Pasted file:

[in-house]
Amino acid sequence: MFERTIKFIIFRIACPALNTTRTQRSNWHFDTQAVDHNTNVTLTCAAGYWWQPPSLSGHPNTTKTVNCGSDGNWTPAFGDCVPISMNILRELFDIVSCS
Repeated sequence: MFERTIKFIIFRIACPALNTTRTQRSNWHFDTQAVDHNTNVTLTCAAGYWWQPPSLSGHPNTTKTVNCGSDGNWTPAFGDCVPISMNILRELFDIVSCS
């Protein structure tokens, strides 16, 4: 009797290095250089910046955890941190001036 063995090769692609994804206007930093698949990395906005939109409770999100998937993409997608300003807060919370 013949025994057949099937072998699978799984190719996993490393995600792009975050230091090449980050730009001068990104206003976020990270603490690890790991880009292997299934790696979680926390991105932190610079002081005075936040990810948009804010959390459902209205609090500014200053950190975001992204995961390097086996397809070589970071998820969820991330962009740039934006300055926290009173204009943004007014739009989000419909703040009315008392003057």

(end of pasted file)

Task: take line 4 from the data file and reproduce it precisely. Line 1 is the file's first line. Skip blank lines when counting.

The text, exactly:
């Protein structure tokens, strides 16, 4: 009797290095250089910046955890941190001036 063995090769692609994804206007930093698949990395906005939109409770999100998937993409997608300003807060919370 013949025994057949099937072998699978799984190719996993490393995600792009975050230091090449980050730009001068990104206003976020990270603490690890790991880009292997299934790696979680926390991105932190610079002081005075936040990810948009804010959390459902209205609090500014200053950190975001992204995961390097086996397809070589970071998820969820991330962009740039934006300055926290009173204009943004007014739009989000419909703040009315008392003057």